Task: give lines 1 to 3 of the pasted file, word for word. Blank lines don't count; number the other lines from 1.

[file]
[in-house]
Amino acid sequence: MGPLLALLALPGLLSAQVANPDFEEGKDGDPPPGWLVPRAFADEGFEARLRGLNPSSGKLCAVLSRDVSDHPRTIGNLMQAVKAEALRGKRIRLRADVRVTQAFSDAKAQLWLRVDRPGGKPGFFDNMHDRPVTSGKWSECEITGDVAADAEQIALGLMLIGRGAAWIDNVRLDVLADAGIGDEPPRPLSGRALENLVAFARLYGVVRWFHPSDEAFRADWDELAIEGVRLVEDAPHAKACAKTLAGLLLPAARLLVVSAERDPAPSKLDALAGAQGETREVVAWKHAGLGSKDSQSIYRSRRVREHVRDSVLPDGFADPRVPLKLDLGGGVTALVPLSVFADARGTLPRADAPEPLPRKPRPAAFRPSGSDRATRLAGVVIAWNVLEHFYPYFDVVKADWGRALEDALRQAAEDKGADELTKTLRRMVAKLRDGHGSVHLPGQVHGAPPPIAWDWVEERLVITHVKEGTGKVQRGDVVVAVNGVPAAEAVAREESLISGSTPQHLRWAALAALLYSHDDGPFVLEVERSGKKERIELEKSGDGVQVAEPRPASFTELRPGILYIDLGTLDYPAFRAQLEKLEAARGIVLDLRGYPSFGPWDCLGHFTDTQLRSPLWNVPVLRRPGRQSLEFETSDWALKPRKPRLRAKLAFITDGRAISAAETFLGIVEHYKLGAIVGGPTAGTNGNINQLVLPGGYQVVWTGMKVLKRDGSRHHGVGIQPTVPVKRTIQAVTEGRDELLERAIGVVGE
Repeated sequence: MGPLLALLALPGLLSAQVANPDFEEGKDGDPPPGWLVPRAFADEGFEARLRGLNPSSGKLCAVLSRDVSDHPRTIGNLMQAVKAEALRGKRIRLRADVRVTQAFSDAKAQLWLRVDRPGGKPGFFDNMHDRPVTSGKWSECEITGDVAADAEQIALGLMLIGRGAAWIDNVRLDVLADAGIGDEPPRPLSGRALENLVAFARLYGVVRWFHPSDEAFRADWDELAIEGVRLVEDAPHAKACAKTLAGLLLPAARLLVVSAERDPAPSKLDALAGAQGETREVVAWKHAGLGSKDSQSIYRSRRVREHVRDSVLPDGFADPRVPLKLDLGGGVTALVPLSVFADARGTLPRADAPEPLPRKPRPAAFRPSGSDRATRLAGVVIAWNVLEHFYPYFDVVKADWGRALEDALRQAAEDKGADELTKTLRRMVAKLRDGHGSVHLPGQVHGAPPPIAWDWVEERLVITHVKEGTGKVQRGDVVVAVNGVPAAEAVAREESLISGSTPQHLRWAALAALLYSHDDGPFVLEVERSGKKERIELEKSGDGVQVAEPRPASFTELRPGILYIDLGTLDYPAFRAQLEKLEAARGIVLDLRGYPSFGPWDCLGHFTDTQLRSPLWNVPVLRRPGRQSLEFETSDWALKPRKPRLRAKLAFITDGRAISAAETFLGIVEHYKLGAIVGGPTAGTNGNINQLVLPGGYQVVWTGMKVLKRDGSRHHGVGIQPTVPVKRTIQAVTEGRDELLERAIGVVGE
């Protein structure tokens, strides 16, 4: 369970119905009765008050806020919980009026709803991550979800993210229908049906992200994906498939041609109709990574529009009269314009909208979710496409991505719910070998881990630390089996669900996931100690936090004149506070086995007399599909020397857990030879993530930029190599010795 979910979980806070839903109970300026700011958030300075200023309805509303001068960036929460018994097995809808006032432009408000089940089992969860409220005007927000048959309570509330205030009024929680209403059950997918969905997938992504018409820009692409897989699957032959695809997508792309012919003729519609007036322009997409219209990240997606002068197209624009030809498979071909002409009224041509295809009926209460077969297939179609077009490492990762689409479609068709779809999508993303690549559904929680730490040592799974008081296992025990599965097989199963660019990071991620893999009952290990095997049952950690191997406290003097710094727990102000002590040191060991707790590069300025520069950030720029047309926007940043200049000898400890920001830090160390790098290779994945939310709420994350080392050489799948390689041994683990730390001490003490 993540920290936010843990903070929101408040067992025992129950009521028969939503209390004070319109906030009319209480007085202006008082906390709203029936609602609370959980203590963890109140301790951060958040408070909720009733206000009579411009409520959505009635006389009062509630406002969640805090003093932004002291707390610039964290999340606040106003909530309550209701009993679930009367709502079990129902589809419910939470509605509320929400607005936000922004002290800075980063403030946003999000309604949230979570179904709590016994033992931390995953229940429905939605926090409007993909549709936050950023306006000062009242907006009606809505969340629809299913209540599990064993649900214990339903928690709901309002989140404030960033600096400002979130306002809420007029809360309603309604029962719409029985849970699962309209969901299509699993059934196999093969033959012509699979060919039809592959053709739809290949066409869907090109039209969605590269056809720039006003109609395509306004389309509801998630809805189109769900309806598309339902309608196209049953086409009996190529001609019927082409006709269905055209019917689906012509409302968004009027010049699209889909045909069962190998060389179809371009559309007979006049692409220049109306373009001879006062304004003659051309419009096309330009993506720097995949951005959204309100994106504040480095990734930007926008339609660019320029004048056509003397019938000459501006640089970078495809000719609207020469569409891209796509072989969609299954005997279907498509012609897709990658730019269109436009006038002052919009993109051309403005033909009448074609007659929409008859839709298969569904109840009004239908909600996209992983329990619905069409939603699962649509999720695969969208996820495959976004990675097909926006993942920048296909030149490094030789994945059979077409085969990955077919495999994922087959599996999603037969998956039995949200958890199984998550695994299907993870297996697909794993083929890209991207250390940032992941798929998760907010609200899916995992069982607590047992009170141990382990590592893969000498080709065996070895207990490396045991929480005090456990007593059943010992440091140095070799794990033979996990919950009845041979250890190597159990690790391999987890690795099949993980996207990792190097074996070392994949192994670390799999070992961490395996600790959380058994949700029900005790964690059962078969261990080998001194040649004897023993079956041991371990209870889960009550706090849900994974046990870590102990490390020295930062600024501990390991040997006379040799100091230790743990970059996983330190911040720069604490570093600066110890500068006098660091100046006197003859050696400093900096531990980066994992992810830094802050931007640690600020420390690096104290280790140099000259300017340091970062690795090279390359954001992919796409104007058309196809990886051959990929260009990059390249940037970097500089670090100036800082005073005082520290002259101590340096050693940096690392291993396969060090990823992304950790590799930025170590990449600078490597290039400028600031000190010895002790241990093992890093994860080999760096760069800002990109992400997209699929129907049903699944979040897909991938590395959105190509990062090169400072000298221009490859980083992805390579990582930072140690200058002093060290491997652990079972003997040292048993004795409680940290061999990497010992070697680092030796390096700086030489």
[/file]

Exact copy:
[in-house]
Amino acid sequence: MGPLLALLALPGLLSAQVANPDFEEGKDGDPPPGWLVPRAFADEGFEARLRGLNPSSGKLCAVLSRDVSDHPRTIGNLMQAVKAEALRGKRIRLRADVRVTQAFSDAKAQLWLRVDRPGGKPGFFDNMHDRPVTSGKWSECEITGDVAADAEQIALGLMLIGRGAAWIDNVRLDVLADAGIGDEPPRPLSGRALENLVAFARLYGVVRWFHPSDEAFRADWDELAIEGVRLVEDAPHAKACAKTLAGLLLPAARLLVVSAERDPAPSKLDALAGAQGETREVVAWKHAGLGSKDSQSIYRSRRVREHVRDSVLPDGFADPRVPLKLDLGGGVTALVPLSVFADARGTLPRADAPEPLPRKPRPAAFRPSGSDRATRLAGVVIAWNVLEHFYPYFDVVKADWGRALEDALRQAAEDKGADELTKTLRRMVAKLRDGHGSVHLPGQVHGAPPPIAWDWVEERLVITHVKEGTGKVQRGDVVVAVNGVPAAEAVAREESLISGSTPQHLRWAALAALLYSHDDGPFVLEVERSGKKERIELEKSGDGVQVAEPRPASFTELRPGILYIDLGTLDYPAFRAQLEKLEAARGIVLDLRGYPSFGPWDCLGHFTDTQLRSPLWNVPVLRRPGRQSLEFETSDWALKPRKPRLRAKLAFITDGRAISAAETFLGIVEHYKLGAIVGGPTAGTNGNINQLVLPGGYQVVWTGMKVLKRDGSRHHGVGIQPTVPVKRTIQAVTEGRDELLERAIGVVGE
Repeated sequence: MGPLLALLALPGLLSAQVANPDFEEGKDGDPPPGWLVPRAFADEGFEARLRGLNPSSGKLCAVLSRDVSDHPRTIGNLMQAVKAEALRGKRIRLRADVRVTQAFSDAKAQLWLRVDRPGGKPGFFDNMHDRPVTSGKWSECEITGDVAADAEQIALGLMLIGRGAAWIDNVRLDVLADAGIGDEPPRPLSGRALENLVAFARLYGVVRWFHPSDEAFRADWDELAIEGVRLVEDAPHAKACAKTLAGLLLPAARLLVVSAERDPAPSKLDALAGAQGETREVVAWKHAGLGSKDSQSIYRSRRVREHVRDSVLPDGFADPRVPLKLDLGGGVTALVPLSVFADARGTLPRADAPEPLPRKPRPAAFRPSGSDRATRLAGVVIAWNVLEHFYPYFDVVKADWGRALEDALRQAAEDKGADELTKTLRRMVAKLRDGHGSVHLPGQVHGAPPPIAWDWVEERLVITHVKEGTGKVQRGDVVVAVNGVPAAEAVAREESLISGSTPQHLRWAALAALLYSHDDGPFVLEVERSGKKERIELEKSGDGVQVAEPRPASFTELRPGILYIDLGTLDYPAFRAQLEKLEAARGIVLDLRGYPSFGPWDCLGHFTDTQLRSPLWNVPVLRRPGRQSLEFETSDWALKPRKPRLRAKLAFITDGRAISAAETFLGIVEHYKLGAIVGGPTAGTNGNINQLVLPGGYQVVWTGMKVLKRDGSRHHGVGIQPTVPVKRTIQAVTEGRDELLERAIGVVGE